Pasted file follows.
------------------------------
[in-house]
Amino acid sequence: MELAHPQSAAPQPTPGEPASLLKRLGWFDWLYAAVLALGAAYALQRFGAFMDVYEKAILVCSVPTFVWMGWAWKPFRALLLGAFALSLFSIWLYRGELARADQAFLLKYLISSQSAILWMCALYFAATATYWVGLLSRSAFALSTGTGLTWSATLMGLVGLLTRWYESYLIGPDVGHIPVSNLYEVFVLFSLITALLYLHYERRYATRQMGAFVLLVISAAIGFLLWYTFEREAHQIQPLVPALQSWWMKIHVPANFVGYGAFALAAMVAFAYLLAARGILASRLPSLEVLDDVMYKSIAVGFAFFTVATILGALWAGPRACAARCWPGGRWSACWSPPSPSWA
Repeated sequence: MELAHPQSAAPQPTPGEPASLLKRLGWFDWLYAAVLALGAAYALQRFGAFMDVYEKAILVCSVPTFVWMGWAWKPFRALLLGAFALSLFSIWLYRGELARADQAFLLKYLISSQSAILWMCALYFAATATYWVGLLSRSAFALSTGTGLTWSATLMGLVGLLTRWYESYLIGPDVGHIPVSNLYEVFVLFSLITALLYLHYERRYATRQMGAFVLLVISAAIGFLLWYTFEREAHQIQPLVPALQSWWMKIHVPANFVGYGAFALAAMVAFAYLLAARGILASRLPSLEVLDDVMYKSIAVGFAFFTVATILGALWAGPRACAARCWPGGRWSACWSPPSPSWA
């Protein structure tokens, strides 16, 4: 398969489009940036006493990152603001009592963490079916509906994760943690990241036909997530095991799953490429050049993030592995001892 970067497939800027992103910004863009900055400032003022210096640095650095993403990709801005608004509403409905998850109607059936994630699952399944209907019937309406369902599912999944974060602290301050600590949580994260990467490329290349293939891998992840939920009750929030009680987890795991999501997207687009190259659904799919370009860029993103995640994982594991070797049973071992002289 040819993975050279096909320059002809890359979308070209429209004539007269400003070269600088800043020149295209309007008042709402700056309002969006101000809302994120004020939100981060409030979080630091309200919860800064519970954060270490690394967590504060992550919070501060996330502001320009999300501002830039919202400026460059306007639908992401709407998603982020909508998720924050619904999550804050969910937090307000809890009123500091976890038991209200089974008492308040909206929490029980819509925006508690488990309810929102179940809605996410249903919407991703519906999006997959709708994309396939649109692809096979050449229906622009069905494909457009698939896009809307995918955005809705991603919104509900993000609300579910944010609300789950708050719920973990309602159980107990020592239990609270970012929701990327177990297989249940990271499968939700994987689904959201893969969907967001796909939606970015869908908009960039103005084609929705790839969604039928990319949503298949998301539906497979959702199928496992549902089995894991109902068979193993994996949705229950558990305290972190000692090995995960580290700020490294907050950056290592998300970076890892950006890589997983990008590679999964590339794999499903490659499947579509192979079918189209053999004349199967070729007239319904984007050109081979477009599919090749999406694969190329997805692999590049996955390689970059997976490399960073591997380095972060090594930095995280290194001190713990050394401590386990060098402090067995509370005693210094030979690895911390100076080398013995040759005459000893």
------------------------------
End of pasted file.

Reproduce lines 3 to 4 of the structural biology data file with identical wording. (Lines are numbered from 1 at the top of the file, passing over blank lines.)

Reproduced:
Repeated sequence: MELAHPQSAAPQPTPGEPASLLKRLGWFDWLYAAVLALGAAYALQRFGAFMDVYEKAILVCSVPTFVWMGWAWKPFRALLLGAFALSLFSIWLYRGELARADQAFLLKYLISSQSAILWMCALYFAATATYWVGLLSRSAFALSTGTGLTWSATLMGLVGLLTRWYESYLIGPDVGHIPVSNLYEVFVLFSLITALLYLHYERRYATRQMGAFVLLVISAAIGFLLWYTFEREAHQIQPLVPALQSWWMKIHVPANFVGYGAFALAAMVAFAYLLAARGILASRLPSLEVLDDVMYKSIAVGFAFFTVATILGALWAGPRACAARCWPGGRWSACWSPPSPSWA
């Protein structure tokens, strides 16, 4: 398969489009940036006493990152603001009592963490079916509906994760943690990241036909997530095991799953490429050049993030592995001892 970067497939800027992103910004863009900055400032003022210096640095650095993403990709801005608004509403409905998850109607059936994630699952399944209907019937309406369902599912999944974060602290301050600590949580994260990467490329290349293939891998992840939920009750929030009680987890795991999501997207687009190259659904799919370009860029993103995640994982594991070797049973071992002289 040819993975050279096909320059002809890359979308070209429209004539007269400003070269600088800043020149295209309007008042709402700056309002969006101000809302994120004020939100981060409030979080630091309200919860800064519970954060270490690394967590504060992550919070501060996330502001320009999300501002830039919202400026460059306007639908992401709407998603982020909508998720924050619904999550804050969910937090307000809890009123500091976890038991209200089974008492308040909206929490029980819509925006508690488990309810929102179940809605996410249903919407991703519906999006997959709708994309396939649109692809096979050449229906622009069905494909457009698939896009809307995918955005809705991603919104509900993000609300579910944010609300789950708050719920973990309602159980107990020592239990609270970012929701990327177990297989249940990271499968939700994987689904959201893969969907967001796909939606970015869908908009960039103005084609929705790839969604039928990319949503298949998301539906497979959702199928496992549902089995894991109902068979193993994996949705229950558990305290972190000692090995995960580290700020490294907050950056290592998300970076890892950006890589997983990008590679999964590339794999499903490659499947579509192979079918189209053999004349199967070729007239319904984007050109081979477009599919090749999406694969190329997805692999590049996955390689970059997976490399960073591997380095972060090594930095995280290194001190713990050394401590386990060098402090067995509370005693210094030979690895911390100076080398013995040759005459000893």